“This is my commandment, that you love one another as I have loved you.” John 15:12
This past week the “water cooler” conversation across much of America has been about one of two things: the solar eclipse or the controversies following the event in Charlottesville, Virginia, in which a demonstration by neo-Nazis and White Supremacists erupted into violence with counter-protesters, resulting in the death of a counter-protester.
Much of the focus now seems to be on whether to keep historical statues; in most cases, those commemorating the Civil War. There have also been many—from politicians, to business and entertainment and sports figures, to religious leaders—making statements opposing racism and violence. I add my name to that list, along with the need to pray for those who are victims of such hatred and violence, and for our nation, that the cords of our unity may be strengthened. Many have noted that our society has become more fragmented and atomized. This weakens our resolve to work together for the good of one another with all our differences and diversity. Many wonder, what is it that unites us now as citizens?
It will also be a shame if this moment fades with only a set of strong public statements and a debate about statues. It does the current generation little good to blame people who died over a century ago, and strong words alone do not address the current problems that many of the poor face.
As a pastor, it seems to me our main focus should be on addressing the present; specifically, the fallout from the racism of the past that endures today bringing great suffering to the poor, most frequently our brothers and sisters in African American families. The anger that one sees in many neighborhoods is from the frustration and hopelessness that they have inherited. In particular, three areas come to mind: opportunity, education, and family. Each of these intersect the others. If progress were made on the latter two—education and family, this would lead to more opportunity.
All families, but especially African American families, have been devastated by the fallout from the sexual revolution of the past 50 years. It has been well documented how many children not only grow up in single parent households, but fatherless households. While these families often accomplish heroic things together, they are at a disadvantage in every area, including economically. And African American families are disproportionately affected. Our Catholic Charities agency along with our parishes and individuals can provide social and spiritual assistance to help meet this need.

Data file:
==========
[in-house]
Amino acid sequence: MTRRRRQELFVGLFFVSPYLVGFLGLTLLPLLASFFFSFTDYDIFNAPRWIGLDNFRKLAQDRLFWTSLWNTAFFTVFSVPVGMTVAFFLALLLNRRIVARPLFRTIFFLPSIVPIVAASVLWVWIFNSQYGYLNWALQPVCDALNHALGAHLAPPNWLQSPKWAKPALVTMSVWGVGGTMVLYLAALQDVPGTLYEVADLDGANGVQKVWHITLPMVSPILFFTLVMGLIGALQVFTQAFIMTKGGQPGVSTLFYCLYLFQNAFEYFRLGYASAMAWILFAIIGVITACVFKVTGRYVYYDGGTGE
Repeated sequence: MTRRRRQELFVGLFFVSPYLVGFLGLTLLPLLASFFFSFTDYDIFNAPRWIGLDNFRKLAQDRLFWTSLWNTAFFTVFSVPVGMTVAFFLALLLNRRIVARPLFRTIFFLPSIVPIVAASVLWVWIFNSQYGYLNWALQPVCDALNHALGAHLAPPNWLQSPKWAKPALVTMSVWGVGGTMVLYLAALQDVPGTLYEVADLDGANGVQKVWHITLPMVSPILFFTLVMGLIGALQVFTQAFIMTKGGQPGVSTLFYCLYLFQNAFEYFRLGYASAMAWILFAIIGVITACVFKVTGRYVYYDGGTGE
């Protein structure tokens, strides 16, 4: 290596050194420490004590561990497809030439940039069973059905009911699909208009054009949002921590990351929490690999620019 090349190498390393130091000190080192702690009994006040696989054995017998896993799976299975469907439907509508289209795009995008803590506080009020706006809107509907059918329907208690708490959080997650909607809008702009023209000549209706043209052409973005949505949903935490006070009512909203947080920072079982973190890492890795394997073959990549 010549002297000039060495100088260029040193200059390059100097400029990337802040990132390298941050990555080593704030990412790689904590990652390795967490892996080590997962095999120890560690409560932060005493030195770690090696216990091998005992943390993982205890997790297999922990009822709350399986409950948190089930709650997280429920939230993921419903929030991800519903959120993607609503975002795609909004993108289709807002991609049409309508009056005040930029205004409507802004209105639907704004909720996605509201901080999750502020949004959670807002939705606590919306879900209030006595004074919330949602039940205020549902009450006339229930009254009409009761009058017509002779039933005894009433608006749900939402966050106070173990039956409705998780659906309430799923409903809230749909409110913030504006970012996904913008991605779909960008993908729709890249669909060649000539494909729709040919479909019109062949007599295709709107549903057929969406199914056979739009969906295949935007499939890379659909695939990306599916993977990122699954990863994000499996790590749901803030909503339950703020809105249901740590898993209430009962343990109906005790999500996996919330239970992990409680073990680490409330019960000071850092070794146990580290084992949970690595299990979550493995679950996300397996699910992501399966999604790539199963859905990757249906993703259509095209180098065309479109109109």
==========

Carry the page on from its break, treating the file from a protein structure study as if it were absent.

African American families have also been disproportionately targeted by the abortion industry. Black lives do matter, which is why the legacy of abortion for the African American community is so devastating. According to the Centers for Disease Control, between 2007 and 2010 alone, African American babies accounted for nearly 36 percent of the abortion deaths in the United States, though they represent only 12.8 percent of the population. And, in New York City, the city’s health department reported that in 2012 more African American babies were aborted (31,328) than were born (24,758). Many are unaware that the majority of Planned Parenthood abortion facilities are located in or near African American and Latino neighborhoods, part of the enduring spirit of the foundress, Margaret Sanger, who saw abortion as a eugenic tool to control populations of those deemed undesirable. Given the recent focus on statues, it’s worth noting that two years ago, a group of African American pastors petitioned to have her bust removed from the Smithsonian’s National Portrait Gallery because her initiatives were elitist and racially motivated.
I believe that strengthening families is the most important key to addressing problems, but education is essential too. In the past, the racially motivated practice of “redlining” kept certain neighborhoods from investment dollars, turning entire sections of cities into what amounted to ghettos. Right here in Kansas City we see the deleterious effects of redlining in the de facto segregation that arose along the corridors of Troost Avenue and Bruce Watkins Parkway. Today, it is not uncommon to see failing schools in these same neighborhoods. A restructuring of our educational system which gives more freedom to parents to choose where they can send their children to school would raise the bar for these schools and all schools. Our diocese has long recognized the ladder to opportunity that education, and especially Catholic education, can play in the future of a child. That is why we have made major investments in our Bright Futures Schools.
These are a few examples of where we might go beyond the heat of the moment and really begin to make a difference. Racism is evil, pure and simple. We should condemn it whenever it rears its ugly head, but these days, that’s easy to do. No one will give you a hard time for coming out against racism. The more difficult, long-term challenge is how to address the fallout of racism and other sin that stubbornly remains. As with all our sufferings that result from sin, Jesus Christ is the answer—we will do it through love.
+ Bishop James V. Johnston, Jr.
Catholic Key, August 25, 2017 issue